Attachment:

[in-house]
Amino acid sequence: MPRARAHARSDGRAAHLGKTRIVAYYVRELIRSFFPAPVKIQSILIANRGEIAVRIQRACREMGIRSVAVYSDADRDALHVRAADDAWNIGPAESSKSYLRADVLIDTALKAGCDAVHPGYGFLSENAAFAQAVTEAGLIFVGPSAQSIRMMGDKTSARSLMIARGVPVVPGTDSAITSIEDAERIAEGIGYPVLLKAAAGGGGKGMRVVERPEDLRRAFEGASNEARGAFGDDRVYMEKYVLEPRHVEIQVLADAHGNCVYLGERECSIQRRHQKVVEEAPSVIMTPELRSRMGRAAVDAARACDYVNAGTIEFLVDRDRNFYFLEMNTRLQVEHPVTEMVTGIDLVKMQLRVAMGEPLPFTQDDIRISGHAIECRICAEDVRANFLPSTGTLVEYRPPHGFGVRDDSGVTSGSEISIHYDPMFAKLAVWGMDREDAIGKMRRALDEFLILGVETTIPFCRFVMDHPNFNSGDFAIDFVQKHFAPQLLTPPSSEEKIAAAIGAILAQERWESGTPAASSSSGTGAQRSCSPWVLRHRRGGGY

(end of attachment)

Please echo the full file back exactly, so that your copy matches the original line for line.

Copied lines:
[in-house]
Amino acid sequence: MPRARAHARSDGRAAHLGKTRIVAYYVRELIRSFFPAPVKIQSILIANRGEIAVRIQRACREMGIRSVAVYSDADRDALHVRAADDAWNIGPAESSKSYLRADVLIDTALKAGCDAVHPGYGFLSENAAFAQAVTEAGLIFVGPSAQSIRMMGDKTSARSLMIARGVPVVPGTDSAITSIEDAERIAEGIGYPVLLKAAAGGGGKGMRVVERPEDLRRAFEGASNEARGAFGDDRVYMEKYVLEPRHVEIQVLADAHGNCVYLGERECSIQRRHQKVVEEAPSVIMTPELRSRMGRAAVDAARACDYVNAGTIEFLVDRDRNFYFLEMNTRLQVEHPVTEMVTGIDLVKMQLRVAMGEPLPFTQDDIRISGHAIECRICAEDVRANFLPSTGTLVEYRPPHGFGVRDDSGVTSGSEISIHYDPMFAKLAVWGMDREDAIGKMRRALDEFLILGVETTIPFCRFVMDHPNFNSGDFAIDFVQKHFAPQLLTPPSSEEKIAAAIGAILAQERWESGTPAASSSSGTGAQRSCSPWVLRHRRGGGY